If it exists in the world it exists in miniature. Mommy & Me is presumably a post-disaster biome, besieged by fire, inhabited and repurposed by survivors of urbicide, by extremophilic life, by nomads and orphans, by the disenfranchised. Yes, this structure could exist as a cross-section, quite literally, of pathos, for indeed a dollhouse is a sublimation device, but, be fooled not. This structure is vibrant with life, joyful abundance, communal coruscation. In the same way gothic and baroque structures illicit reverence through overstimulation, the overwhelming ruination of the dollhouse produces a deep nostalgia, but one that is humorous; a humor built into the failed accuracy and rendered imperfection of the cartoon-like dollhouse miniature. You will soon miss your new friends. The heavy metal fan, athletic, a teen spoiled with candy, toys and gifts, so mesmerized by his love for the genre that he was left with no choice but to hang himself. Neighboring Death, perched in his forest of electrical wire and parasitic vine, surveils his collection of lamps, charred stuffed animals and melted dolls. His glowing cloaked head is illuminated by one of the lamps from his collection. He is becoming lamp. Has his collecting become pathological? Can the true connoisseur continue to collect in the afterlife? Slinking about below on the first floor is the vinylclad aquarium attendant and her menagerie of exotic pets, bloodbaths, precious marginalia, roadside flotsam and alien cultivars. She also offers mailing services and sexual discipline. Activity abounds next door as the more transient, rag-clad occupants and a pack of mangy dogs attempt to make ends meet. This is a halfway house for hucksters, true bricoleurs. Do you see the person in the sleeping bag who just had surgery? Or the upright vendor selling farm fresh eggs, sex toys and a questionably sized hummingbird skeleton? Or the wide-eyed canine urinating on the liquor bottle banco? Amidst this landscape of ashen succulents, blood-soaked guillotines, soot-spackled palms, cinder blocks and rotting furniture there will always be more to see and you are always welcome at Mommy & Me.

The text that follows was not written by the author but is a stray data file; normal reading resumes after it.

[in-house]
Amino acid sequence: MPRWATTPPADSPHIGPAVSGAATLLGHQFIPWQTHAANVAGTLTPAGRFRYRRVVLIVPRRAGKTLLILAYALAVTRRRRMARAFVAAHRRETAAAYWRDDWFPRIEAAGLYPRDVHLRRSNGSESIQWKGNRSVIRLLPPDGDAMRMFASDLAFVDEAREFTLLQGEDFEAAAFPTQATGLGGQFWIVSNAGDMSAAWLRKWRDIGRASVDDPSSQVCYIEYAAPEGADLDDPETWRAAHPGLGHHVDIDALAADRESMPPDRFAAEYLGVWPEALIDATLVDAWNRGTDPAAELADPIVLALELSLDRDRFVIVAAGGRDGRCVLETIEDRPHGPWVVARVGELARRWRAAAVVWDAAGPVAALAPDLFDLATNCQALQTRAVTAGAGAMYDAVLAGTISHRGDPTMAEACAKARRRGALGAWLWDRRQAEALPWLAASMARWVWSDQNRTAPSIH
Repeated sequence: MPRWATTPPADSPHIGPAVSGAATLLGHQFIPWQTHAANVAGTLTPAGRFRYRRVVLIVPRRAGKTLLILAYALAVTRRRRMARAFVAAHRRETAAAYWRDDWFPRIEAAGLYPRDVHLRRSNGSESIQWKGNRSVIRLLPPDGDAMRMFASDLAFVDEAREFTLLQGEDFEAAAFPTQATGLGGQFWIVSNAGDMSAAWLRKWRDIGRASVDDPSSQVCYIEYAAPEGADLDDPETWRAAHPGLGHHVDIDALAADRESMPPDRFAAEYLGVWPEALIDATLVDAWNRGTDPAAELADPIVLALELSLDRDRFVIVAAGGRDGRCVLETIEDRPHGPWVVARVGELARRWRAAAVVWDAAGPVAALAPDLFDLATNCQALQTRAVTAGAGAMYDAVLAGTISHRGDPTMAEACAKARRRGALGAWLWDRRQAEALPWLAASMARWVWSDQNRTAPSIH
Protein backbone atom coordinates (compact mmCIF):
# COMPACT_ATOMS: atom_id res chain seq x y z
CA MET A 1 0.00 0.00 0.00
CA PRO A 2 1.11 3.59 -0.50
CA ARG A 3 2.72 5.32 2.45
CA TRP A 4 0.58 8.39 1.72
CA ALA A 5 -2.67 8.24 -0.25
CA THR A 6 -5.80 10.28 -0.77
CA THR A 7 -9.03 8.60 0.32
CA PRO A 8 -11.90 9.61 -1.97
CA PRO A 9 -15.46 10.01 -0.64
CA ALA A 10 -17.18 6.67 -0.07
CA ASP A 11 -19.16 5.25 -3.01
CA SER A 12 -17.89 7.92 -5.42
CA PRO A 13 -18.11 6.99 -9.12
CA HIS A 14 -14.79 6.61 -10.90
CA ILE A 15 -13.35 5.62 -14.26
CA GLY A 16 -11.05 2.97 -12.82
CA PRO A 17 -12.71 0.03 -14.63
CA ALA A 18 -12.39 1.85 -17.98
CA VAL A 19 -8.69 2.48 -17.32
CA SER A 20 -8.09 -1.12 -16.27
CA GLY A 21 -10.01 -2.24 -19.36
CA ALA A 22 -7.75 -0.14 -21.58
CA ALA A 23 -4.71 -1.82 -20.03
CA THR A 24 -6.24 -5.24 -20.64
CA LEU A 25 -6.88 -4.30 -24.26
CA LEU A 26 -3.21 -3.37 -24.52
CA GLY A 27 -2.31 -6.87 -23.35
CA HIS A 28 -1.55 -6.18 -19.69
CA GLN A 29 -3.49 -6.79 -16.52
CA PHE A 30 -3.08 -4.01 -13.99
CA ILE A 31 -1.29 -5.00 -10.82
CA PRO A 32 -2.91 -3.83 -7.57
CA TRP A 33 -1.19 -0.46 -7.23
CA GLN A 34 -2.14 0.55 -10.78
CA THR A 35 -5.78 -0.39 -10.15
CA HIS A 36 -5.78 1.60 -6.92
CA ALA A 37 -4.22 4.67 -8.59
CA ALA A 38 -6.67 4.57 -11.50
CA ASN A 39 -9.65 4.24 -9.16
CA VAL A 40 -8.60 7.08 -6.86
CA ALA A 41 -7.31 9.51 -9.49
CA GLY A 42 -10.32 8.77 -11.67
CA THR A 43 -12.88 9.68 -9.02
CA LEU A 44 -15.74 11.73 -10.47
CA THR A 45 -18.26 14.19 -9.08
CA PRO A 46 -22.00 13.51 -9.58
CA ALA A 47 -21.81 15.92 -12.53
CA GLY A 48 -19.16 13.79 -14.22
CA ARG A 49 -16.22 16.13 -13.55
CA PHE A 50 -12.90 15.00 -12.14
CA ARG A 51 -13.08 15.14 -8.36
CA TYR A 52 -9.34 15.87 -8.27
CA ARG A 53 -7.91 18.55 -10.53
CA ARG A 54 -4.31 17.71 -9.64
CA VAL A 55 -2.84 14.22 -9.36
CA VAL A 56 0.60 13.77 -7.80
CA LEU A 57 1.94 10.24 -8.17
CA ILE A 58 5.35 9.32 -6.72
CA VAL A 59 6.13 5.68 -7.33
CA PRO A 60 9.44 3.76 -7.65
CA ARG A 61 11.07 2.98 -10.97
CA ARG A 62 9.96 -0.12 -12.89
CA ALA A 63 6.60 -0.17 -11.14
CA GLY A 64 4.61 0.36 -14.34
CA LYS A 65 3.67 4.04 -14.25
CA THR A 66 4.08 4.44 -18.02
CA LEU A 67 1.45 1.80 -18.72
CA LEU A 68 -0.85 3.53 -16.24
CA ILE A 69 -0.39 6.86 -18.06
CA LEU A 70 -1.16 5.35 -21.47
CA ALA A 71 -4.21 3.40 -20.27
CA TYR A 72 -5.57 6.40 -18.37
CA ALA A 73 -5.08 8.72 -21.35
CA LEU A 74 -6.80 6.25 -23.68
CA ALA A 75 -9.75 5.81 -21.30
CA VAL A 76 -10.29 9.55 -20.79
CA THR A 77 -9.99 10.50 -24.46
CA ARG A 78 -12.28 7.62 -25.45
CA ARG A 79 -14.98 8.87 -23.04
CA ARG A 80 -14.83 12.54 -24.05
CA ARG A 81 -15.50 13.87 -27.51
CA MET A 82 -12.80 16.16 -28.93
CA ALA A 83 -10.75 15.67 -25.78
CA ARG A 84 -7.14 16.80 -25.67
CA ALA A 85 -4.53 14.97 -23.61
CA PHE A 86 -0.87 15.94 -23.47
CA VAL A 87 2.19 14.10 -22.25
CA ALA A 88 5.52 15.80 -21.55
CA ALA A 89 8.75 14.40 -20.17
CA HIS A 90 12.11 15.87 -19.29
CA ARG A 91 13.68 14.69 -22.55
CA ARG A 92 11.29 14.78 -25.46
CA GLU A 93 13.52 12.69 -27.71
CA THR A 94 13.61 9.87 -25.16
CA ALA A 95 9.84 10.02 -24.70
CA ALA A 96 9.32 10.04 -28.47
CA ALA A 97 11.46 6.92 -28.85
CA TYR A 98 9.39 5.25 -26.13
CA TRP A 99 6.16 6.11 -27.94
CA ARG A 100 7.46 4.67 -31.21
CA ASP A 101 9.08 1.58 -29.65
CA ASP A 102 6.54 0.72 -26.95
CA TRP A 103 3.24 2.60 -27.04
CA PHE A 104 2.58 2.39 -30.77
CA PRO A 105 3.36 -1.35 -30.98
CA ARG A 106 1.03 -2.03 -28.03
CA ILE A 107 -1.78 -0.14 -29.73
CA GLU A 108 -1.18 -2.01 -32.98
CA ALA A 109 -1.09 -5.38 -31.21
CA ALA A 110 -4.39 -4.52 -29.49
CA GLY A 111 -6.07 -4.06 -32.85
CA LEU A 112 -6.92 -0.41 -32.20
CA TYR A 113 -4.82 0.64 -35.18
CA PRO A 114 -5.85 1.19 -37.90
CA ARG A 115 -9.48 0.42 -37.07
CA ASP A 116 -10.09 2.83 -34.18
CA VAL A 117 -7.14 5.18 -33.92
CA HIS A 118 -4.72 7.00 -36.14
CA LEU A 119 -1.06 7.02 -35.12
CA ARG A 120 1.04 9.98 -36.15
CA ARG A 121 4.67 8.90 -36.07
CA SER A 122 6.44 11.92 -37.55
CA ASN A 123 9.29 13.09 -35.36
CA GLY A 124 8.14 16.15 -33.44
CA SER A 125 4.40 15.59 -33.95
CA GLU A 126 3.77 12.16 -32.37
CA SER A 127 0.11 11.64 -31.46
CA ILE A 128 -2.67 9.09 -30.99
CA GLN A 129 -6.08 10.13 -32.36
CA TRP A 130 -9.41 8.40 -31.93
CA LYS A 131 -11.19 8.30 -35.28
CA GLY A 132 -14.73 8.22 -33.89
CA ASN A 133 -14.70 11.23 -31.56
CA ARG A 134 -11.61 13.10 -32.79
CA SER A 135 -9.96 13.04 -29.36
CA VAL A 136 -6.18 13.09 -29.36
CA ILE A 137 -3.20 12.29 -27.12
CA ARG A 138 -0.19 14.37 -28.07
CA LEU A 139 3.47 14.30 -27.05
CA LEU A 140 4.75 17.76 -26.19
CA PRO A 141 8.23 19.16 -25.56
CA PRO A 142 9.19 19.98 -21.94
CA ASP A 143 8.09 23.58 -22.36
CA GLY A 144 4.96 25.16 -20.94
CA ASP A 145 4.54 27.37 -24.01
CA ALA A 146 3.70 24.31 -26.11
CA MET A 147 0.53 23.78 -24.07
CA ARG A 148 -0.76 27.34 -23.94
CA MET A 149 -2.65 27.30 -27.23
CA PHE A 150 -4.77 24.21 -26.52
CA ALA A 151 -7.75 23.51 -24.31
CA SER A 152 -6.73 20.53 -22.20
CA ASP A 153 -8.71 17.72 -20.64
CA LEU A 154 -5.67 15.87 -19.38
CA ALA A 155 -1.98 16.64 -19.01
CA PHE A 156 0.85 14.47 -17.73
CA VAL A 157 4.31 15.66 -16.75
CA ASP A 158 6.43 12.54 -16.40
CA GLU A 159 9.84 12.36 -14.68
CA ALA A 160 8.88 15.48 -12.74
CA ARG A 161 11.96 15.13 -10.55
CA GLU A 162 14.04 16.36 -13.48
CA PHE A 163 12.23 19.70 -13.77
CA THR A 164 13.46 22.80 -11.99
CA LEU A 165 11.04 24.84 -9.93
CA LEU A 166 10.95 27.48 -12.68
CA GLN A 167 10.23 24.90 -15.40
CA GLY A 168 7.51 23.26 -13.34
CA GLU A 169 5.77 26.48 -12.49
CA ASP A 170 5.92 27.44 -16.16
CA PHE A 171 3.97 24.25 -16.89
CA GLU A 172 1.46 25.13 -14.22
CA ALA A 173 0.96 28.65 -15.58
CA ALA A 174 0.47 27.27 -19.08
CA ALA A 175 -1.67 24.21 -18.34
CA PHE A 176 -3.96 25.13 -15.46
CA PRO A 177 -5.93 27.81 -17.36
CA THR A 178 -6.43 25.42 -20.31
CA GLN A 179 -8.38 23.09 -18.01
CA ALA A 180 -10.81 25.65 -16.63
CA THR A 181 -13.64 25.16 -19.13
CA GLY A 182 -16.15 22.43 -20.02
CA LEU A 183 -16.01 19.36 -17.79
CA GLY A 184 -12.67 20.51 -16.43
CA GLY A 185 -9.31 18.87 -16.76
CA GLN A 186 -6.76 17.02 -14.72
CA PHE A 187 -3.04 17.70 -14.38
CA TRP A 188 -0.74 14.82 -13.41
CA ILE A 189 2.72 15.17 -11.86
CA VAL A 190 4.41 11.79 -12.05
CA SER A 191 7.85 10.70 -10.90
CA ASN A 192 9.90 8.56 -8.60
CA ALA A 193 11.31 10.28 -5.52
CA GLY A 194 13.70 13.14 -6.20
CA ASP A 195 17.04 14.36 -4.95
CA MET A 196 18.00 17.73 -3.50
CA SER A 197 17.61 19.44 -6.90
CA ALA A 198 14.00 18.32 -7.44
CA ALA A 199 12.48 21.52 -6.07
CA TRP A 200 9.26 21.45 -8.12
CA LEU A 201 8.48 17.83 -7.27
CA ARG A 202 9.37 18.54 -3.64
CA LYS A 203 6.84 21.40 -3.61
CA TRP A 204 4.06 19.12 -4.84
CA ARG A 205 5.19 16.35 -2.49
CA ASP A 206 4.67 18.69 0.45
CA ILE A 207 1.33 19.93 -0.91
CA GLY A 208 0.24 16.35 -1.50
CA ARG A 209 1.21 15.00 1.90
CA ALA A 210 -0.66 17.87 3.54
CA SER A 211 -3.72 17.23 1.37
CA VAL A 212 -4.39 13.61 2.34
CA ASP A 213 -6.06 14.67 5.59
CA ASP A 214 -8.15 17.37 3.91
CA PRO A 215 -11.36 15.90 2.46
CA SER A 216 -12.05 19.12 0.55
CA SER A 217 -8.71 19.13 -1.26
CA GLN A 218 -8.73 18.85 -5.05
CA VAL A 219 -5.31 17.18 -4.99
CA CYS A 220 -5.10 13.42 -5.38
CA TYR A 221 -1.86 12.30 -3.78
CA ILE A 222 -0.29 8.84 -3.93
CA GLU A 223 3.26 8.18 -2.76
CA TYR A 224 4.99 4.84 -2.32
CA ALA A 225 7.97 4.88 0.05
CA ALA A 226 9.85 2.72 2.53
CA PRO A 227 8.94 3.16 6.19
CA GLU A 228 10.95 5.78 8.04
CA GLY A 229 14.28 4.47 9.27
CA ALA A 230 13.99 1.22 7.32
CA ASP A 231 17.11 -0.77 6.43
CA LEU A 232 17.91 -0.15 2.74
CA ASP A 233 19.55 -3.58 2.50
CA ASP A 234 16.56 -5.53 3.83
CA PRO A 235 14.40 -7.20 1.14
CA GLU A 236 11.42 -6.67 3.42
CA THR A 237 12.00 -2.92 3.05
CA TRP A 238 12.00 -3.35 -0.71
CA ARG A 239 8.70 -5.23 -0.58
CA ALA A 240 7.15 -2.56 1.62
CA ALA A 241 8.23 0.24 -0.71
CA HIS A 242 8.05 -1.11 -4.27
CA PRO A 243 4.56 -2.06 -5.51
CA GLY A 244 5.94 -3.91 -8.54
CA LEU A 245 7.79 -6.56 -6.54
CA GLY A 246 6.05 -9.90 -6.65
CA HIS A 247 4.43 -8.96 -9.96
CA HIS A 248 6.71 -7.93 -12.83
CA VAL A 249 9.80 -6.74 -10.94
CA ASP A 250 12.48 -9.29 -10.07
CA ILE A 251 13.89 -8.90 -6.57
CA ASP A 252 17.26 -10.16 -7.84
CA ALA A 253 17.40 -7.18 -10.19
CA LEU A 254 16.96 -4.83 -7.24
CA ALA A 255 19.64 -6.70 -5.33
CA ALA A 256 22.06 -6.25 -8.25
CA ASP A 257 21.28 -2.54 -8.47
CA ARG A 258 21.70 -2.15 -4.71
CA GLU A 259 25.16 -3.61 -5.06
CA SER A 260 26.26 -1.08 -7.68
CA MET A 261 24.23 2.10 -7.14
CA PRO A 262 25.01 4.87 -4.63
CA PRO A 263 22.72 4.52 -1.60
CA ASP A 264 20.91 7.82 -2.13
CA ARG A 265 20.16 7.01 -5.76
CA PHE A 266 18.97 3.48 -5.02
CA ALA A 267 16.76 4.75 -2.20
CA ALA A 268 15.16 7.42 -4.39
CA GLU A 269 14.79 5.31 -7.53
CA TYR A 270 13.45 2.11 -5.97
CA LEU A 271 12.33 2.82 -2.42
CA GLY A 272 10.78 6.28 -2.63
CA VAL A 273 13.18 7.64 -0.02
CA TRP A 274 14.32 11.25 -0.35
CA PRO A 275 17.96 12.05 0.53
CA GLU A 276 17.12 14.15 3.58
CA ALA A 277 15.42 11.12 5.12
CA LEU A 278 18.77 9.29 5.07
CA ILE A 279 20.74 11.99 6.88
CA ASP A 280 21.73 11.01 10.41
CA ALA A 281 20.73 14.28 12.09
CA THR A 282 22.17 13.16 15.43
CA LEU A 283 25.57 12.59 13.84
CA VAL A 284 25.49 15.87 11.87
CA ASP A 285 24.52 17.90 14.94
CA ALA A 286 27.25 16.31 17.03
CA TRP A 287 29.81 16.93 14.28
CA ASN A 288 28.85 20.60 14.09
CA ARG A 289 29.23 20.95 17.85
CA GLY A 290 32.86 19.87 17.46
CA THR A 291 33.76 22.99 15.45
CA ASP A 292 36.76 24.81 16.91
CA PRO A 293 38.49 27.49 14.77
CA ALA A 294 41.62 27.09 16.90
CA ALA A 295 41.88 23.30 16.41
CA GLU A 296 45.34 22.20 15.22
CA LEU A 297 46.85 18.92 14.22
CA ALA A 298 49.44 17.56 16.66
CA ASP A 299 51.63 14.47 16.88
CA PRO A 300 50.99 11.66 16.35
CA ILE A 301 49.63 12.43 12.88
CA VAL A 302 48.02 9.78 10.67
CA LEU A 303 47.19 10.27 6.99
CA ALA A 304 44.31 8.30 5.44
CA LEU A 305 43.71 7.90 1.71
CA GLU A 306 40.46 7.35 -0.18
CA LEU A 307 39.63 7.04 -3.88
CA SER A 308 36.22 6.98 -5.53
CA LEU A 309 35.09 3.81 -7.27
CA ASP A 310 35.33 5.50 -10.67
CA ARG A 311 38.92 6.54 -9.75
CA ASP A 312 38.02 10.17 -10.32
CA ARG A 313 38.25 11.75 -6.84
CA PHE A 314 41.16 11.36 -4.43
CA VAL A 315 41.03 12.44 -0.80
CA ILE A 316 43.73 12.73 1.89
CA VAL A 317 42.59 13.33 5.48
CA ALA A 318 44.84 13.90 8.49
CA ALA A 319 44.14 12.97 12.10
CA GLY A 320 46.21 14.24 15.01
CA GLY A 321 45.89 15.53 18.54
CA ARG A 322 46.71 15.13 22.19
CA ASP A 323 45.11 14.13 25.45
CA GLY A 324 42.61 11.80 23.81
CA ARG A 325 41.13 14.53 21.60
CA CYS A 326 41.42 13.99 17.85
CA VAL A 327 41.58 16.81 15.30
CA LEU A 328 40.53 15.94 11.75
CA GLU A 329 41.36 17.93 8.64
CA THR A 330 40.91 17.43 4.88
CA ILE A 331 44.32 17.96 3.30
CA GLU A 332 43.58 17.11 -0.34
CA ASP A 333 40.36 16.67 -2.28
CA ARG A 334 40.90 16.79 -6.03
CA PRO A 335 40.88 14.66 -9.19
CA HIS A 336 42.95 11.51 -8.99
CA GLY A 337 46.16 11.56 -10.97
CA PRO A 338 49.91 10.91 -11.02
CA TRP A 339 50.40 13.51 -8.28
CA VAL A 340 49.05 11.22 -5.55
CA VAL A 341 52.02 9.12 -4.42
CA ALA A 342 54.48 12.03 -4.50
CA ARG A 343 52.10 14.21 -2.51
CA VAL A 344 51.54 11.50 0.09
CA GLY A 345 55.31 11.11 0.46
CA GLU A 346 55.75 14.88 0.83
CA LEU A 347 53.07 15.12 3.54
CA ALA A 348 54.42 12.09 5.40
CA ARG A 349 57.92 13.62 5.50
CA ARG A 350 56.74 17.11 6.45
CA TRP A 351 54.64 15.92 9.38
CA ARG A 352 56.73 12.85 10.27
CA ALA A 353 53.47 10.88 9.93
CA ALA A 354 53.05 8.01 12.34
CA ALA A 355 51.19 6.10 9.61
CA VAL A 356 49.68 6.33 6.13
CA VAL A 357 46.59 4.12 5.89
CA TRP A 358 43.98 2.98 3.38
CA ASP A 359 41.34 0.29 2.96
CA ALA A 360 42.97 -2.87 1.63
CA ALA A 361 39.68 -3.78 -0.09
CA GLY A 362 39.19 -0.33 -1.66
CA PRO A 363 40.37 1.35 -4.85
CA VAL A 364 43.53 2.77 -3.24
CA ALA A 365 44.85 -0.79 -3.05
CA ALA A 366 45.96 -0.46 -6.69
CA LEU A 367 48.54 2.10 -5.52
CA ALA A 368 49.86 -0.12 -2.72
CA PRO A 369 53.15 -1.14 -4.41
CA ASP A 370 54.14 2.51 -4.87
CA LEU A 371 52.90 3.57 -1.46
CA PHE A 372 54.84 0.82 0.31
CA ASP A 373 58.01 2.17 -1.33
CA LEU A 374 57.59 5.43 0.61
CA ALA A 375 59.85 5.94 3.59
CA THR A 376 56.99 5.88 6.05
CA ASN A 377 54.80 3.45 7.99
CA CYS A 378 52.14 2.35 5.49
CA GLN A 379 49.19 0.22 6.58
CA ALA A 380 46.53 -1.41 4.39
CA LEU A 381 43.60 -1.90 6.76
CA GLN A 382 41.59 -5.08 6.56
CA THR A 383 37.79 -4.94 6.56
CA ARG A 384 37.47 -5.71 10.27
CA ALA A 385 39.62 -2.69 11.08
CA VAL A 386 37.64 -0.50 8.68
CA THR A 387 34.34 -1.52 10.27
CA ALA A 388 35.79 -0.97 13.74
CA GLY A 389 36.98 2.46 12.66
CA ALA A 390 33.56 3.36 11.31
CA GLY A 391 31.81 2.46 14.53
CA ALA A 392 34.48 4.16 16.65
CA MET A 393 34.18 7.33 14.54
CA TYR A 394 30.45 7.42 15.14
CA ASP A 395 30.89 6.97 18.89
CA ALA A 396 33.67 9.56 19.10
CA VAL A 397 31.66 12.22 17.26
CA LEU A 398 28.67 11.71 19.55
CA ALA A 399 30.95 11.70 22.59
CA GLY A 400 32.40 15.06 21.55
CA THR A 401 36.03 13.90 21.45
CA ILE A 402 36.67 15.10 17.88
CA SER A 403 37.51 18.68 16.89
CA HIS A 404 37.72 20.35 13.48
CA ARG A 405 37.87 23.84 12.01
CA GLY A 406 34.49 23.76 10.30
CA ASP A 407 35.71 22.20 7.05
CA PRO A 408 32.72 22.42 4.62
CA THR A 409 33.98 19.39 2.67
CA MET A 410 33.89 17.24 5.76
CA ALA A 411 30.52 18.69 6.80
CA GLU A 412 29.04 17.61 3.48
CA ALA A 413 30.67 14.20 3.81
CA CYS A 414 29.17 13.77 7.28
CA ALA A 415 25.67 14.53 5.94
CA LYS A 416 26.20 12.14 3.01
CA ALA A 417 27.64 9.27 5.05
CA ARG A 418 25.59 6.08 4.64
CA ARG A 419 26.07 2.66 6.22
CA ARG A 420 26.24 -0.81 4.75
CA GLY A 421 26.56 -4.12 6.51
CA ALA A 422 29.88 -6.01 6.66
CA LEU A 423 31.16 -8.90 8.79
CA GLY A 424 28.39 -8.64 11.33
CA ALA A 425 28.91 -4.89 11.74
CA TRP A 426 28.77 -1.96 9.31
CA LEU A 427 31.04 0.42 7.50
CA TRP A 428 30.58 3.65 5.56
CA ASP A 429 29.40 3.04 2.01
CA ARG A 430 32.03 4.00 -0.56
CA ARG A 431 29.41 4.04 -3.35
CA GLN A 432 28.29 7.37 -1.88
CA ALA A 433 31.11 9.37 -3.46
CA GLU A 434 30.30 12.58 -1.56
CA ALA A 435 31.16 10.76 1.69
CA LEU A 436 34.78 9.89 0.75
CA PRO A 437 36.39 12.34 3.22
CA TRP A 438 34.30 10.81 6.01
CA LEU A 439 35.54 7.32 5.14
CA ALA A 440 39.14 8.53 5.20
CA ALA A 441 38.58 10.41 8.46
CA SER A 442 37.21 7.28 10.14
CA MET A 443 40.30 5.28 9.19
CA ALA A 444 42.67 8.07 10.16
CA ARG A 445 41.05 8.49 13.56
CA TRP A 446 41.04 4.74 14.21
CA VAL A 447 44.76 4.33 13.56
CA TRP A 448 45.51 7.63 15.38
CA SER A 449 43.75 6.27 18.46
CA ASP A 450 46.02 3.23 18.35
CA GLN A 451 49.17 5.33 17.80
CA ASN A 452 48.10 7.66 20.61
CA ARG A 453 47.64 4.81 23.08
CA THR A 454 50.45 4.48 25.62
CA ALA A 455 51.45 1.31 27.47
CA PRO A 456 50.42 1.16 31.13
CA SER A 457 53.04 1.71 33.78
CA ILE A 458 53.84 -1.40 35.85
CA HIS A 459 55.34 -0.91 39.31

Humans have calibrated their own time but there are times and landscapes independent of us, timeless things from before, more capable of harmonizing with a devastated planet. Geological time, or human fairytales thereof, is manifested as processes of layering, catastrophic upheaval and relentless accretion. In a practice that strives to perform its own ecology, modes of envelopment and invagination are employed to build novel substrates available to corrosion, colonization, reconstitution and reinterpretation. A vintage childhood HO-scale train set is immersed in, subsumed by and amassed with the media of protheses: silicone, resin, polymer. The evolved landscape caricatures a world of imbecilic sexuality, frolicking gore, hybrid anatomy and the topos of the unconscious, but critically emphasizes the original conceit of utopia as no place, nowhere. This is a value-neutral, chromatically spartan world with no location. It departs from the moralizing hubris that plagues the ‘topias’ of the Anthropocene. A machinic metabolism, an electric symphony of nature naturing, we stand by as the organ-like train experiences the dermal wonderland of an infinite highway.
Max Hooper Schneider (b. 1982, Los Angeles, CA) lives and works in Los Angeles, and received his M.L.A. in landscape architecture from Harvard University Graduate School of Design (2011). He has exhibited in several national and international venues including the Baltic Triennial 13, Vilnius, Lithuania (2018); Hammer Museum, Los Angeles, CA (2017); ARoS Triennial, Aarhus, Denmark (2017); The High Line, New York, NY (2017); Ullens Center for Contemporary Art, Beijing, China (2017); Rubell Family Collection, Miami, FL (2016); David Roberts Art Foundation, London, UK (2016); and the Mongolia Land Art Biennial, Orkhon Valley, Mongolia (2014). Schneider is the 2017 recipient of the BMW Art Journey Prize. This is the artist’s second exhibition at Jenny’s, following The Pound in 2